In June, the USDA Food Safety and Inspection Services (FSIS) announced that it was rethinking its approach to Salmonella in poultry based on a review of data from 2015 to 2020 that showed a higher than anticipated reduction in Salmonella-contaminated chicken parts but no corresponding decrease in Salmonella-related illnesses attributable to poultry products.
Part of the new approach, shared in July, is the integration of Salmonella quantification testing in FSIS regional laboratories. The agency is now using GENE-UP QUANT Salmonella assay from bioMérieux, a non-enrichment quantification diagnostic tool for Salmonella.
We spoke with Miguel Villa, vice president of industrial applications for the Americas at bioMérieux to learn more about the new assay and how quantification methods may better serve public health initiatives.
Food Safety Tech (FST): How did your work with USDA FSIS come about?
Villa: bioMerieux is a French company with many, many years in the field of in vitro diagnostics. The background of the company is in human health care and life sciences. The legacy of this group is in vaccines going back to the time of Louis Pasteur. In fact, the founder of the group was a disciple of Louis Pasteur.
For the past 30 years, we have also been designing and manufacturing diagnostic tools and tests for the pharmaceutical and food industries. And for the past three years we—and other companies—have been in dialogue with the USDA FSIS and the FDA about the use of quantification for food safety and food testing for the benefit of public health.
There was discussion about the fact that, after years and years of better controls, increased testing and an increasing regulatory framework around food safety the level of foodborne illness that we continue to see is not where the regulators or the public want it to be. Based on that, we have had discussions about what are the next steps and how can we take this further to reduce diseases that are coming from food sources. There is a lot of focus on animal protein products, and one of the main contaminants has been Salmonella.
FST: What are some of the concerns or limitations of the current or traditional standards of testing?
Villa: The regulations now are focused on the presence or absence of Salmonella, and the regulators have accepted recently that we need to do more. One of the things that has been discussed quite a bit is quantification—not only do we want to know whether Salmonella is present, we want to know how much is present. This is what the GENE-UP QUANT Salmonella assay measures.
How this works is, whenever the FSIS gets a particular sample that is positive, they will use the assay to check how much Salmonella there is to get a better understanding of what they’re dealing with in terms of risk to public health.
FST: This is a non-enrichment detection method, why is that important?
Villa: True quantification can only come from the original sample. If you do something to that sample to stimulate growth, the organism typically does not grow in a linear fashion or you might be promoting limits of growth in that medium. So, the picture you get after enrichment is not exactly what is in the original sample, which is what you’re trying to understand.
FST: Is the assay quantifying only the density of Salmonella in the sample or is it also looking at serotypes?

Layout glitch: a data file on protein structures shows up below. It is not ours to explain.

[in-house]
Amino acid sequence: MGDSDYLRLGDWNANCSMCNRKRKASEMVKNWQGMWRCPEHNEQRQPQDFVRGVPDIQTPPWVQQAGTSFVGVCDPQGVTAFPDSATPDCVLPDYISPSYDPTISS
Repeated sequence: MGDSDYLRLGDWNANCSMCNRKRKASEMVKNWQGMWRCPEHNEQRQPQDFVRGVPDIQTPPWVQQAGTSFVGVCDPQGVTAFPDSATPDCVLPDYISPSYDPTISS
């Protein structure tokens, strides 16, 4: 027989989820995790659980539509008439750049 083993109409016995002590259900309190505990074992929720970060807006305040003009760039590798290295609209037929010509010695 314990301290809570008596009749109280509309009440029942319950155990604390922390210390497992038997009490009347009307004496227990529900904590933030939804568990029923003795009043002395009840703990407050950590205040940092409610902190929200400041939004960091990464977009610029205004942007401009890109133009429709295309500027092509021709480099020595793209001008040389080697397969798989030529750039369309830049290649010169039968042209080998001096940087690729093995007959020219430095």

Villa: Only the quantity. We are not looking at serotypes at this stage, but we are involved in the development of serotyping tools based on what we see coming down the road.
FST: Is the technology behind the GENE UP QUANT assay a new technology or new to the food safety industry?
Villa: GENE UP is a PCR (polymerase chain reaction) test, and PCR has been around for more than 20 years, so the tool itself is not new. What is new—or what is recent—are the methods that we are using to develop tests. They are more accurate and precise. And they are able to use mathematical modeling to correlate the things that you see in the sample, quantify them and also assess them accurately from a sample that is not enriched.
In the future, we will use the same techniques to develop rapid, accessible tools to identify specific serotypes.
FST: The USDA FSIS has brought this testing into its regional laboratories, are food manufacturers and processors also using these in their facilities? Should they be thinking about that?
Villa: Now that it is public knowledge that the FSIS is using this testing and performing Salmonella quantification, they are educating the market about why they’re doing this. As a result, we are beginning to receive inquiries from clients of ours about the test. It is not a mandate at this stage, but for their own risk management processes, many companies will likely start incorporating it.
FST: What is the benefit of quantification? Why is it important to regulators and food safety professionals to know not only if Salmonella is present, but how much?
Villa: The industry has been very interested in moving away from presence/absence testing only for a while, because many people think that not all Salmonella is pathogenic. In addition, we need to find better ways to gauge risk but at the same time not be as costly or as shotgun in our approach.
Quantification was recognized several years ago as a potential way for us to start correlating clinical outcomes—or the lack of them—with certain levels of Salmonella. We think there will come a time where people will start to agree that one of the data points you need as part of your risk assessment to make decisions at an industrial level is how much Salmonella is in the original sample. If it’s below a certain level, it may not be considered as risky.
In the future, by combining quantification and serotyping, we believe that we will be able to give manufacturers very accurate readings with all the information needed to make good decisions and good calls about their products.